And the responses range from friendly micky-taking to total outrage. ‘Why can’t men write women?’ Goes the cry. Who are these men writing for? Not me.

‘She was 40 but could have passed for a year younger with soft lipstick and some gentle mascara. Her dress clung to the curves of her bosom which was cupped by her bra that was under it, but over the breasts that were naked inside her clothes. She had a personality and eyes.” The Guardian: All cleavage and clunkiness – why can’t male authors write women? – theguardian.com

Enter (into my sphere of reading), Gavin G. Smith. As I write this, I cannot recall a single moment in The Bastard Legion where Smith portrayed his MC in derogatory terms – I think she looked in a mirror once, and ran her hands through her short hair once or twice– that’s it. So what does Miska Corbin look like? Smith hasn’t given us an abundance of description. We know she has ‘dirty blonde hair’ with shaved undercut, she’s short, and she has ‘elfin’ features. He mentions her breasts once, and that’s only because one of her ‘crew’ is staring at them when he thinks she isn’t looking, and because he is a young man, a prisoner in a previously all male environment and probably hasn’t seen a female for a long time – unlucky him that he got Miska!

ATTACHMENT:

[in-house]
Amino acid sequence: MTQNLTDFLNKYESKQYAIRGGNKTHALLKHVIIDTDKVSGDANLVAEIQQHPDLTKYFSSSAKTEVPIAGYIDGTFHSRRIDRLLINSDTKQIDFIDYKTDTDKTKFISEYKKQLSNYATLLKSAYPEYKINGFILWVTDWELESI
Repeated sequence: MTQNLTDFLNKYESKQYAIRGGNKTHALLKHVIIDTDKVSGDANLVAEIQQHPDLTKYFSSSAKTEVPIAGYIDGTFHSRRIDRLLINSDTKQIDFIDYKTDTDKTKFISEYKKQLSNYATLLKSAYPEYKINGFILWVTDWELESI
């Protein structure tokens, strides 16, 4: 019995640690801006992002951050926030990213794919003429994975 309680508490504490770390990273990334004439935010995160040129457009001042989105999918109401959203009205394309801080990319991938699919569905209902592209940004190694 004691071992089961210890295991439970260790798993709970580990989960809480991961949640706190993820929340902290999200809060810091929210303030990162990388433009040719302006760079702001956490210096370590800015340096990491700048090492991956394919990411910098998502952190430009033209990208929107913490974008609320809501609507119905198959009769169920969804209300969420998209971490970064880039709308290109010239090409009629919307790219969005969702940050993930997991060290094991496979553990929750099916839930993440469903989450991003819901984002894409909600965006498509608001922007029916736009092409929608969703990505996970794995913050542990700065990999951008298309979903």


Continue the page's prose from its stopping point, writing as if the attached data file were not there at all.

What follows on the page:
For me, Miska Corbin is an example of a female MC successfully written by a male. You see, women and men feel the same things, we all get emotional, and men don’t always express anger, and conversely, not all women cry. I felt that Smith had written a human being. Of course there has to be some physical description, we, the readers want to see what the writer sees, and he uses an economy of description that allows us to visualise her very nicely, thank you, without being a complete and total douche-bag slavering over his own creation.